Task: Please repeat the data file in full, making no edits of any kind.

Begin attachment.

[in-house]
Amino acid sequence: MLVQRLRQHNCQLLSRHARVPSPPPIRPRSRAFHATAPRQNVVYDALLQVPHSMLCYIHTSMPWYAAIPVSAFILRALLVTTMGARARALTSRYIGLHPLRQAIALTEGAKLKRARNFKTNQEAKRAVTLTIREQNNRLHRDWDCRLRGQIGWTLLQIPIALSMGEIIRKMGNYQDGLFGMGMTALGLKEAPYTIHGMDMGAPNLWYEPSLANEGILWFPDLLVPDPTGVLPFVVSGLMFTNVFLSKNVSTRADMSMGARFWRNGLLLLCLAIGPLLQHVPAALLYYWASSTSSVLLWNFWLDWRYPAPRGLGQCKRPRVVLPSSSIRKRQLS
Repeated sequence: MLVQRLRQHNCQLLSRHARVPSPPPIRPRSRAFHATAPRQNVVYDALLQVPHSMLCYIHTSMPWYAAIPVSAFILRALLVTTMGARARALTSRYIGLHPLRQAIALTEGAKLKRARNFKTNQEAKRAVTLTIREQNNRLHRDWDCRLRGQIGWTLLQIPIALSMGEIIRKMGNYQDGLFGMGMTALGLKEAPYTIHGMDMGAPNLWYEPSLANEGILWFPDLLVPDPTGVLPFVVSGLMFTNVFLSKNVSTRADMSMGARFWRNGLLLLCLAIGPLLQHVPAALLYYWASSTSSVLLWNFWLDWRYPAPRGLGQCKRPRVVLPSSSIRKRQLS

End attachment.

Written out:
[in-house]
Amino acid sequence: MLVQRLRQHNCQLLSRHARVPSPPPIRPRSRAFHATAPRQNVVYDALLQVPHSMLCYIHTSMPWYAAIPVSAFILRALLVTTMGARARALTSRYIGLHPLRQAIALTEGAKLKRARNFKTNQEAKRAVTLTIREQNNRLHRDWDCRLRGQIGWTLLQIPIALSMGEIIRKMGNYQDGLFGMGMTALGLKEAPYTIHGMDMGAPNLWYEPSLANEGILWFPDLLVPDPTGVLPFVVSGLMFTNVFLSKNVSTRADMSMGARFWRNGLLLLCLAIGPLLQHVPAALLYYWASSTSSVLLWNFWLDWRYPAPRGLGQCKRPRVVLPSSSIRKRQLS
Repeated sequence: MLVQRLRQHNCQLLSRHARVPSPPPIRPRSRAFHATAPRQNVVYDALLQVPHSMLCYIHTSMPWYAAIPVSAFILRALLVTTMGARARALTSRYIGLHPLRQAIALTEGAKLKRARNFKTNQEAKRAVTLTIREQNNRLHRDWDCRLRGQIGWTLLQIPIALSMGEIIRKMGNYQDGLFGMGMTALGLKEAPYTIHGMDMGAPNLWYEPSLANEGILWFPDLLVPDPTGVLPFVVSGLMFTNVFLSKNVSTRADMSMGARFWRNGLLLLCLAIGPLLQHVPAALLYYWASSTSSVLLWNFWLDWRYPAPRGLGQCKRPRVVLPSSSIRKRQLS